The one where the good doctor
confesses to being a Fanilow*
Hello and welcome back. What started as a lark ("Hey, can you listen to these playlists and tell me what you think?" or something like that) has grown into one of the most eagerly anticipated and highest viewed features here at HERC's Hideaway. Once again, HERC's esteemed colleague Dr. Mark aka "the soft rock kid", the man behind the wonderful blogs The CD Project and My Favorite Decade, gives us his views and opinions on the dozen pop and adult contemporary ("soft rock") hits that make up the made up Radio Daze: Pop Hits Of The '80s, Volume Eight. The songs are all from March through July 1982, universally acknowledged as the single greatest year in pop music history.
The Soft Rock Doc has scrubbed in and acquired signatures on all the pertinent liability release forms - let's do this, shall we:
- Shanghai Breezes – John Denver, released March 1982, Pop #31, AC #1. This one is hard to listen to and write about because I attach it to a bad marching band arrangement I played in the fall of 1982. I don’t remember it from the radio; I was unfamiliar with it before I played that bad arrangement. It’s sure got a catchy chorus, but I could do without the rest.
- Let’s Hang On – Barry Manilow, released March 1982, Pop #32, AC #6. By the time this single was released, Manilow's star was fading, although he desperately tried to stay up-to-date with this disco cover of The Four Seasons song. It which might have been great if it had been released 3 or 4 years earlier. As a vocalist, Manilow is no Frankie Valli, but as a confessed Fanilow and disco lover, I can’t help but dance along with Barry.
- Empty Garden (Hey Hey Johnny) – Elton John, released March 1982, Pop #13, AC #18. I have no memory of this one. As a tribute to John Lennon, I know should like it, but it just doesn’t have a melodic hook that grabs me. It keeps building, but never gets to where it needs to go.
- Personally – Karla Bonoff, released April 1982, Pop #19, AC #3. I always liked this one although I couldn’t have told you who sung it if you’d asked. I dig the Hammond organ punctuations, horn parts, and the syncopated chorus. It’s got a slight country feel to me; I’m surprised it didn’t place on the country charts.
- Just Another Day In Paradise – Bertie Higgins, released May 1982, Pop #46, AC #10, Country #90. As a complete rip-off of Jimmy Buffet’s "Margaritaville", it’s not bad. Maybe that was the point.
- Did It In A Minute – Hall & Oates, released May 1982, Pop #9, AC #29. More West Coast AOR than H&O’s usual Philly blue-eyed soul. IMO, this is one of the duo’s stronger early ‘80s tracks, I can’t believe it wasn’t included on their 1983 greatest hits package. Spoiler alert: this would be my favorite track on this playlist if Stevie Wonder wasn’t coming up in a few.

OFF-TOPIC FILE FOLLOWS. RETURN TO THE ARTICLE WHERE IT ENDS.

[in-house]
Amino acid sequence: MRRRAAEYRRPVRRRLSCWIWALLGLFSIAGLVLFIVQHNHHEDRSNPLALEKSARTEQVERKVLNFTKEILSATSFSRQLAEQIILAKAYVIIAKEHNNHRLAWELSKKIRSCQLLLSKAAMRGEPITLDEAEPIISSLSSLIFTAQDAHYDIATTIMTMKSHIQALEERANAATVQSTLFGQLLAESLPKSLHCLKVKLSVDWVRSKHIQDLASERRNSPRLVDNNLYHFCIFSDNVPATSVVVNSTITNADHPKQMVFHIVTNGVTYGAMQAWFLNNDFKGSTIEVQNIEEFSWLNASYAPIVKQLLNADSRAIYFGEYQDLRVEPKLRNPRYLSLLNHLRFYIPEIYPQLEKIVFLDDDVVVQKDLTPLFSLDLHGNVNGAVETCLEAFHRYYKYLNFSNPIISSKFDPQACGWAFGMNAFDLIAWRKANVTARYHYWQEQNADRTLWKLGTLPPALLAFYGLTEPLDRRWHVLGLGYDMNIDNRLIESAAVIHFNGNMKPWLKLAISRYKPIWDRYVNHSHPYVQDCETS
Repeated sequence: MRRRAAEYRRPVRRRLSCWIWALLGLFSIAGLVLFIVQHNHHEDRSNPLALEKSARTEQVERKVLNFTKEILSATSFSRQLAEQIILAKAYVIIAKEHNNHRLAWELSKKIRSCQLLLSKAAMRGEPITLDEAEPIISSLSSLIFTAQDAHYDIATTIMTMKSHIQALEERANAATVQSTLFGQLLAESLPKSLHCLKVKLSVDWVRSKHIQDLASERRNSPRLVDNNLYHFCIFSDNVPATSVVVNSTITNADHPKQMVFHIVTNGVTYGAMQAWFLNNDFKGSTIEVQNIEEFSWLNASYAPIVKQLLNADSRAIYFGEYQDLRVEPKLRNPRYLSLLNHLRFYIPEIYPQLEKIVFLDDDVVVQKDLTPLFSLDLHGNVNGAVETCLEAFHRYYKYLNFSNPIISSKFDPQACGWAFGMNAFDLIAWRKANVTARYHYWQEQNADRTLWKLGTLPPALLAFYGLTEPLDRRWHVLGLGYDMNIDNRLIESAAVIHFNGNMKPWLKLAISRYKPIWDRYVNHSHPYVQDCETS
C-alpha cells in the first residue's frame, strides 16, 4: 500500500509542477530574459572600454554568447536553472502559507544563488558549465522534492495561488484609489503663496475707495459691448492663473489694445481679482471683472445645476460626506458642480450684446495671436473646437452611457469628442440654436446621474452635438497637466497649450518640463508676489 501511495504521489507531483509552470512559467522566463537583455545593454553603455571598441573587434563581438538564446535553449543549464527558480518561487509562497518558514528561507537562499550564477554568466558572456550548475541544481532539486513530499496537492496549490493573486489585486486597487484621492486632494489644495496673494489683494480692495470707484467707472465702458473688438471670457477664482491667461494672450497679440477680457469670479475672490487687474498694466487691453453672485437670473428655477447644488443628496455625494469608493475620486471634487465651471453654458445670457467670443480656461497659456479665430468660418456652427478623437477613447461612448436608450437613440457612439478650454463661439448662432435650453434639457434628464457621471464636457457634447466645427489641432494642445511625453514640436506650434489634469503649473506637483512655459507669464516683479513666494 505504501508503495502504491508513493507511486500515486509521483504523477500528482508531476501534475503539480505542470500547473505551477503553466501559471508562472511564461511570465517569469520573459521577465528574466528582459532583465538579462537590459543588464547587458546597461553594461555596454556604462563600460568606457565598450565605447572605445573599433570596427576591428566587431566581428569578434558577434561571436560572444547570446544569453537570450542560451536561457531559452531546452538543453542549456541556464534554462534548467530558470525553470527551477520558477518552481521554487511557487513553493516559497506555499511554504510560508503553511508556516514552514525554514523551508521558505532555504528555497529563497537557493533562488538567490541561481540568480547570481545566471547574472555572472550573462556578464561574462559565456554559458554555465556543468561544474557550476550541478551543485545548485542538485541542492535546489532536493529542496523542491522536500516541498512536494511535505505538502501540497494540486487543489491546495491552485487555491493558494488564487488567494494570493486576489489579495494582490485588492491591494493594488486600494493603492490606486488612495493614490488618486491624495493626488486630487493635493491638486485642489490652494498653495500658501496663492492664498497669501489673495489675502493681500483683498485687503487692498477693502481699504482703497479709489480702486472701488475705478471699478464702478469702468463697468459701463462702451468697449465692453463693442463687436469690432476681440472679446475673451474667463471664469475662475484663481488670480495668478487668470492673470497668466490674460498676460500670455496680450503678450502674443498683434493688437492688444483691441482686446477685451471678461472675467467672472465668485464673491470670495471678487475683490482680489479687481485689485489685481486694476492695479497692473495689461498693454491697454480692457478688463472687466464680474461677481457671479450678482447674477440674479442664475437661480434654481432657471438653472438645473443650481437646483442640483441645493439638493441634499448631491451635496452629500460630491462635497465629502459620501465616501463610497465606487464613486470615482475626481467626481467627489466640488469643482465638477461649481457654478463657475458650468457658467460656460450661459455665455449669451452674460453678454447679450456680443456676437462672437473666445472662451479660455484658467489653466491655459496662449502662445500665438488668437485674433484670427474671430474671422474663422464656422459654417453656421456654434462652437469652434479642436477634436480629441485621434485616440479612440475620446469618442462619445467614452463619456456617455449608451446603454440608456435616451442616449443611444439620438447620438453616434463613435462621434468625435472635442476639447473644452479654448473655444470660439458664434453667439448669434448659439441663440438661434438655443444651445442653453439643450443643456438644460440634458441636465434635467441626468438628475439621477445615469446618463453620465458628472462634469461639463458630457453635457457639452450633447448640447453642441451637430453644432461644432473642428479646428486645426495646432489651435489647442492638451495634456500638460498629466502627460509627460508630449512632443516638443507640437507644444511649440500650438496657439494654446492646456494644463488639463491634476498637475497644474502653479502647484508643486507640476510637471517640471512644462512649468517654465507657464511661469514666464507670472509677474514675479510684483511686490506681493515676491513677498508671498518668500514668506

- Any Day Now – Ronnie Milsap, released May 1982, Pop #14, AC #1, Country #1. My wife absolutely adores Milsap, so I hafta like him by default, right? But any song written by Burt Bacharach is hard to hate, so I would like this one even if the wife wasn’t a fan. I met Milsap backstage at a concert around 1990 and found him to be great guy. His backing band loved him, which tells you everything you need to know about the man.
- Man On Your Mind – Little River Band, released May 1982, Pop #14, AC #26. Like the earlier Manilow song, this was released by a band trying to capture past glory. This song is good, not great, but it certainly pales in comparison to "Reminiscing".
- Do I Do – Stevie Wonder, released June 1982, Pop #13, AC #25, R&B #2, Dance #1. Loveitloveitloveit! Most of the time, artists tack on crappy new songs to fill out greatest hits compilations, but you know Stevie wouldn’t do that to us (this time). So, on his Original Musiquarium I, he gives us this great gift. You really need to hear the original 10 minute version with Dizzy Gillespie trumpet solo for complete satisfaction. Rated A for Awesome.
- Love Will Turn You Around – Kenny Rogers, released July 1982, Pop #13, AC #1, Country #1. I don’t love it, but I can’t stop myself from singing along with it. I don’t know what that says about me or the song. Now it will be stuck in my head for days. Thanks, Herc.
- Sara – Bill Champlin, released July 1982, Pop #61, AC #19. Co-written by Champlin and Alan Thicke (yes, THAT Alan Thicke). A wonderful ballad from the Champlin’s overlooked (and recommended) Runaway album, which I refer to as “Chicago 15½” because of it’s similarity to Chicago 16. In addition to Champlin, the two albums share musicians and producer David Foster.
- What’s Forever For – Michael Martin Murphey, released July 1982, Pop #19, AC #4, Country #1. I know what you’re probably expecting here: “This song is too country for this soft rock kid,” but I like it. I think its just a soft rock song with a slide guitar added to give it a country sound. The chorus hooks me and won’t let go.